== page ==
Permitting Requirements for New Billboards
Posted by Louis Greenebaum
Permitting & Installation Requirements for New Billboards in the City of Chicago
Obtaining a permit for an advertising billboard, sometimes referred to as an “Off-Premises” sign, can be a challenging process due to a myriad of zoning code regulations.
Chicago Zoning Code Billboard Restrictions1 Include:
- Billboards are prohibited in residential zoning districts.
- Billboards are prohibited on designated Pedestrian Streets (P-Streets).2
- Freestanding (i.e., pylon sign) billboards are prohibited in both downtown mixed-use and downtown core zoning districts.
- Billboards are prohibited within 100 feet of any residential zoning district.
- Billboards larger than 100 sq/ft3 are prohibited within 250 feet of any residential zoning district.
- Dynamic image display billboards are prohibited within 125 feet of any residential district.
- Billboards larger than 100 sq/ft are prohibited within 100 feet of any residential building located within in a downtown zoning district.
- Billboards are prohibited within 100 feet of a waterway (e.g., the Chicago River).
- Billboards near public parks: depending upon the acreage of a public park, there is a distance requirement for billboards that are legible from the specific park.
- Billboards are prohibited within the boundaries of the Lake Michigan and Chicago Lakefront Protection District
- Billboards are prohibited within 500 feet of the following streets:
- Lake Shore Drive
- Expressways & Toll Roads
- Michigan Avenue between Oak Street & Roosevelt Road
Note: Billboards that are visible from the above streets but are located more than 500 feet from the public way, must also be 500 feet away from all other billboards placed on the same side of the street.
- Billboards are prohibited from any lot with street frontage located on a primary boulevard.
- In business and commercial zoning districts, billboards are prohibited from being within 300 feet of any other billboard located/placed on the same side of the street.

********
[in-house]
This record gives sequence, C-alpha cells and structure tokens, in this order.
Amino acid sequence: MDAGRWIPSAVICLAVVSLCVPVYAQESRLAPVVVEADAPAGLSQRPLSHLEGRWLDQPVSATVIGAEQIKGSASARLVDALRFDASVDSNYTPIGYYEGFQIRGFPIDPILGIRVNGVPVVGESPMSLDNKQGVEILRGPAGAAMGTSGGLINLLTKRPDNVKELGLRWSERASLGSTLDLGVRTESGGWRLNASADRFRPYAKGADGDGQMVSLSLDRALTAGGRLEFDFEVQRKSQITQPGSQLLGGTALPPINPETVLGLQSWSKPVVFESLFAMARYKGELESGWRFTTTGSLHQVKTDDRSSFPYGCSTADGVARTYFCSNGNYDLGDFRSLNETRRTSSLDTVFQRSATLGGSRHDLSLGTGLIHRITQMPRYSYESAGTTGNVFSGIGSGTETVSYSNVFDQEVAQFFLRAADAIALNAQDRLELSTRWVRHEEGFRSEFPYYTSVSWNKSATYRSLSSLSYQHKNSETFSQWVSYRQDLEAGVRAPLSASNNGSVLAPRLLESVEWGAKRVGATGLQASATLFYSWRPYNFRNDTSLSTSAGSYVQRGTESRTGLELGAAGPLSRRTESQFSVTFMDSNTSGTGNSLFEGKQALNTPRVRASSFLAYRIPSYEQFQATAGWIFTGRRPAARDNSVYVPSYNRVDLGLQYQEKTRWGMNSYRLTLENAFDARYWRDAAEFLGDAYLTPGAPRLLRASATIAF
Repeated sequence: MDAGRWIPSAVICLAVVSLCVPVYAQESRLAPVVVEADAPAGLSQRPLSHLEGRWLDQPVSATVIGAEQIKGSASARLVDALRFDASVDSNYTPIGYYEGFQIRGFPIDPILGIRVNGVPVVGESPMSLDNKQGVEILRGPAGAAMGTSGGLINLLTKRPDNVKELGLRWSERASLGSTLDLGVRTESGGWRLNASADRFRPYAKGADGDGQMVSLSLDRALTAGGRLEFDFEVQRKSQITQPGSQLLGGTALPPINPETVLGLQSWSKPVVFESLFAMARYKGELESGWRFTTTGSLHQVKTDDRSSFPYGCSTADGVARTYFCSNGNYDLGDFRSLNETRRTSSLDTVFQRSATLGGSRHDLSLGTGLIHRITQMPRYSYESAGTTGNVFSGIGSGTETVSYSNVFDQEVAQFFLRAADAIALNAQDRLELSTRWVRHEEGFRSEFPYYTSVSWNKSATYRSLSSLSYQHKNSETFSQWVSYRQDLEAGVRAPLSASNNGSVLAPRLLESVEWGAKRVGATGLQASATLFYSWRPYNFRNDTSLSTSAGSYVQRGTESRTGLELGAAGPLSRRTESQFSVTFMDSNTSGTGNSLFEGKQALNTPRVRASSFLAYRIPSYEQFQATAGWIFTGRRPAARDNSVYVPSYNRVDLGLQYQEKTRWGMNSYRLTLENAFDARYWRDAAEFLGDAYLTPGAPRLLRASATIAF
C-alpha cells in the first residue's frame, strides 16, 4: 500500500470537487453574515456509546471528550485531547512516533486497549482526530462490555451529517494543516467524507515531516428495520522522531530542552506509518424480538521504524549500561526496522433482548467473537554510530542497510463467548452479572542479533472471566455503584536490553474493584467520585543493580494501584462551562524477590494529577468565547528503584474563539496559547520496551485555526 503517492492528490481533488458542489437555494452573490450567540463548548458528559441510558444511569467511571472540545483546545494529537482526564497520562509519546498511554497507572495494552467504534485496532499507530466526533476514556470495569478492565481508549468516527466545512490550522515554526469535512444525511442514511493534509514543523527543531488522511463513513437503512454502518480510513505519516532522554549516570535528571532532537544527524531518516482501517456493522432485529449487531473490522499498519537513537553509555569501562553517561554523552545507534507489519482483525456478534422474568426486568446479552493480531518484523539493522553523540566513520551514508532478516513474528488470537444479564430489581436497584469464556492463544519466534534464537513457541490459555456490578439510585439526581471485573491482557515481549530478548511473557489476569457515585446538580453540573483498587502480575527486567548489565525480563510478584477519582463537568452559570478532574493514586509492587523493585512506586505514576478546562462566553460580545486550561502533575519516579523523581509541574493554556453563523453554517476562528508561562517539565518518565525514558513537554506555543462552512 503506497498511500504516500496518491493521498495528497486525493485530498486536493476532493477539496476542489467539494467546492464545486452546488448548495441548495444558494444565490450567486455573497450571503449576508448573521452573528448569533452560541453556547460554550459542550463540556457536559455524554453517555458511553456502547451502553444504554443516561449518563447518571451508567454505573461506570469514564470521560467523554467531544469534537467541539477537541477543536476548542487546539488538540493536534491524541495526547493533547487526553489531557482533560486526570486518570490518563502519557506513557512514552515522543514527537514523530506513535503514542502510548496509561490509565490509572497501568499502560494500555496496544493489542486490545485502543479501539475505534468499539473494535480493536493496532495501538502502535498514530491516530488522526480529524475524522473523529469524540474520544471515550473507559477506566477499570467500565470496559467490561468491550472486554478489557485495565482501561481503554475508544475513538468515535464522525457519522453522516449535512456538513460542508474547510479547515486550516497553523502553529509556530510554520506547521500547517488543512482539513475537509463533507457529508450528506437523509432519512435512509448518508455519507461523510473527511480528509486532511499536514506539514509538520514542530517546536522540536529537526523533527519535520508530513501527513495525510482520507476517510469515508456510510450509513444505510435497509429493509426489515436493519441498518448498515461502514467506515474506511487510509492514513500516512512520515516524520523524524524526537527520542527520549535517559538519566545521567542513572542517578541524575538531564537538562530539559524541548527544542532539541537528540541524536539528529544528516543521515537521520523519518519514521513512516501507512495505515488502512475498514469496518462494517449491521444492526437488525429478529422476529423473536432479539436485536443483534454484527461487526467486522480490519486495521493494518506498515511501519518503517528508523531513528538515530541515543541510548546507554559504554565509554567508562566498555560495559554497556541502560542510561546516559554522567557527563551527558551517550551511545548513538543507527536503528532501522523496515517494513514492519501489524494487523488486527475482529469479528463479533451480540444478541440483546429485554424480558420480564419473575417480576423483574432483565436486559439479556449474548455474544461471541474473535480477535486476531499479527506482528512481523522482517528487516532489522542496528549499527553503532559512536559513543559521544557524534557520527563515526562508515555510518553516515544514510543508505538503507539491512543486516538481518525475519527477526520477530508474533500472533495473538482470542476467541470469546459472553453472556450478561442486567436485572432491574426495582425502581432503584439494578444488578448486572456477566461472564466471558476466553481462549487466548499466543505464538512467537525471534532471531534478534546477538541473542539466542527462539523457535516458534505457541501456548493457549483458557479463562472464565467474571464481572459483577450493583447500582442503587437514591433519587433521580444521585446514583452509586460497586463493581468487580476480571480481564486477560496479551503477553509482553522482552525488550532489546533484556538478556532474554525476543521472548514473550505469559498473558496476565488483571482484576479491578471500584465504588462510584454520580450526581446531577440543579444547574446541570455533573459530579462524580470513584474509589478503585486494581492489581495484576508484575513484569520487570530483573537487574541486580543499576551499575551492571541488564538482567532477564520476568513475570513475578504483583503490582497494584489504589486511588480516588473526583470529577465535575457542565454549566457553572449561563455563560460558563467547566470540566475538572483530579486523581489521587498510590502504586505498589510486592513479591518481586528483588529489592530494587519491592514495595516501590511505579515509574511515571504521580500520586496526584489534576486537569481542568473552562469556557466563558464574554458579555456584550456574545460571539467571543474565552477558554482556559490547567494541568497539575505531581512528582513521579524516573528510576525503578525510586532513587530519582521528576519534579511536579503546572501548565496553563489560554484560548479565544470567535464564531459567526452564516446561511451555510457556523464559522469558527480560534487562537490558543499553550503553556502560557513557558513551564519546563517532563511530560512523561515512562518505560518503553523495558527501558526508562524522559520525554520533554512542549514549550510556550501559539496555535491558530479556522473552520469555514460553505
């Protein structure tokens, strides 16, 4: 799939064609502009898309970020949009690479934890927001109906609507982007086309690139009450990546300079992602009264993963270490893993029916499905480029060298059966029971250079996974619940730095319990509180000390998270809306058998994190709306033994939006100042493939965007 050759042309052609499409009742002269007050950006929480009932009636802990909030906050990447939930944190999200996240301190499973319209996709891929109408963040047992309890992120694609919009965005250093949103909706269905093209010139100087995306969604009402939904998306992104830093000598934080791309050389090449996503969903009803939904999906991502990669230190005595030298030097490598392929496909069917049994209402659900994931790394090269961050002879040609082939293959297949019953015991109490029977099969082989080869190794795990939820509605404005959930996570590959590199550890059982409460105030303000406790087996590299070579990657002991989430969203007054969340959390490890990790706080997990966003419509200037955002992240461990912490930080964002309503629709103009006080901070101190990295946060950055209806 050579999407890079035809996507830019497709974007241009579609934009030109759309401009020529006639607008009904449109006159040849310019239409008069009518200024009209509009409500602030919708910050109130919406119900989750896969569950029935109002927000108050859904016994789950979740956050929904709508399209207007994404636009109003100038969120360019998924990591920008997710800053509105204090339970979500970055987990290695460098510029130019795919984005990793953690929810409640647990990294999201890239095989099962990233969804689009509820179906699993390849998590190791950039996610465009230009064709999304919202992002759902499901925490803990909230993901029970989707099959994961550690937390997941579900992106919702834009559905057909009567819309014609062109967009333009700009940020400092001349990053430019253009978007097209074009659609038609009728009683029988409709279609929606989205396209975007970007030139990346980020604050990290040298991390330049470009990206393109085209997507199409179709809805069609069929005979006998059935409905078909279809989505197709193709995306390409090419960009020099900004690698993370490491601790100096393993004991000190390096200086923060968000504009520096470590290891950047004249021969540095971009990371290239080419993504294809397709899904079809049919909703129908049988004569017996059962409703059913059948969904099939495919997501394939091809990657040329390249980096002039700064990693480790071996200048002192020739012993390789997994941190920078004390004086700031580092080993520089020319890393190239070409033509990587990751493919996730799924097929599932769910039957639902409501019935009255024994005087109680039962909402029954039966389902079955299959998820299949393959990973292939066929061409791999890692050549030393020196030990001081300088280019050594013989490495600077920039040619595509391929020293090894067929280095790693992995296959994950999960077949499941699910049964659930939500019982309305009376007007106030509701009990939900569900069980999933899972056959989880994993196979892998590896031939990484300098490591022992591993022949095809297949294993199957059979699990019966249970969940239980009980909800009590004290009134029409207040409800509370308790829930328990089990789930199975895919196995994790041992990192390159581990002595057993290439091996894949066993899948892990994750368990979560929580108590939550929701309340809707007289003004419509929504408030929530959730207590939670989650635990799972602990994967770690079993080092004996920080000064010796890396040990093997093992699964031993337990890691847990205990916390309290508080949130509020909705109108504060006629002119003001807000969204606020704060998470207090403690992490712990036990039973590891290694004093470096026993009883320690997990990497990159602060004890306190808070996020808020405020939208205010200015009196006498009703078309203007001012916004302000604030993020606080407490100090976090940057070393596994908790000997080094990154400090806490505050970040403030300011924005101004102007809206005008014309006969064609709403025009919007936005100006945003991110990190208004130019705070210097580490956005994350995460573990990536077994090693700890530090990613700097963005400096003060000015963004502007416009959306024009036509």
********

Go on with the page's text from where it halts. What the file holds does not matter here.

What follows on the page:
- In downtown and manufacturing zoning districts, billboards are prohibited from being within 150 feet of any other billboard located/placed on the same side of the street.
- Billboards cannot utilize flashing or video display elements.
- Billboards are prohibited within:
- The Oak Street Corridor Special Sign District
- The State Street/Wabash Avenue Corridor Special Sign District
- The Chicago River Corridor Special Sign District
Do Billboard Permit Approvals Require City Council Involvement?
Any sign whose face is either greater than 100 sq/ft in area or stands >24 feet above grade requires a sign order. Introduced to the City Council by the local Alderman, sign orders are routed through the Chicago City Council Committee on Zoning, Landmarks, and Building Standards and require a public hearing be held for all billboard applications. Neighbors of the proposed billboard location are notified of the hearing via certified mail and allowed to express any concerns.
Can Permits be Renewed for Previously Existing Billboards?
If the sign is deemed an "abandoned outdoor sign structure,” the permit is not eligible for renewal. A sign is considered an “abandoned outdoor sign structure” if it meets any of the following criteria:
- There has not been new copy (messaging), or there has been abandoned sign copy for at least six months.
- The inspection fee was never paid or is at least six months past due.
- The permit number for the sign has not been properly displayed in the last six months.
What is the Penalty for an Unpermitted Billboard?
Per the Chicago Building Code, a billboard lacking the requisite permit will fetch a minimum daily fine of $7,500.00. Further, the disgorgement of profits, or the entire revenue received from the billboard by either the sign owner or the property owner, shall be remitted to the City of Chicago.
Nonrefundable zoning review, billboard size specific, and annual inspection fees apply as well for all new billboard permits.
To learn more or apply for a new billboard permit, contact the experts at Burnham Nationwide. We look forward to being of service.
Contact Louie Greenebaum with any questions or to get the permitting process started.
1These restrictions apply to new sign permit applications only, not existing, lawfully permitted signs.
2Pedestrian Street is a special zoning classification intended to preserve existing pedestrian-oriented character and attract development by imposing constraints that disallow curb cuts, drive-throughs, and other auto-oriented.
3Area size of the sign face.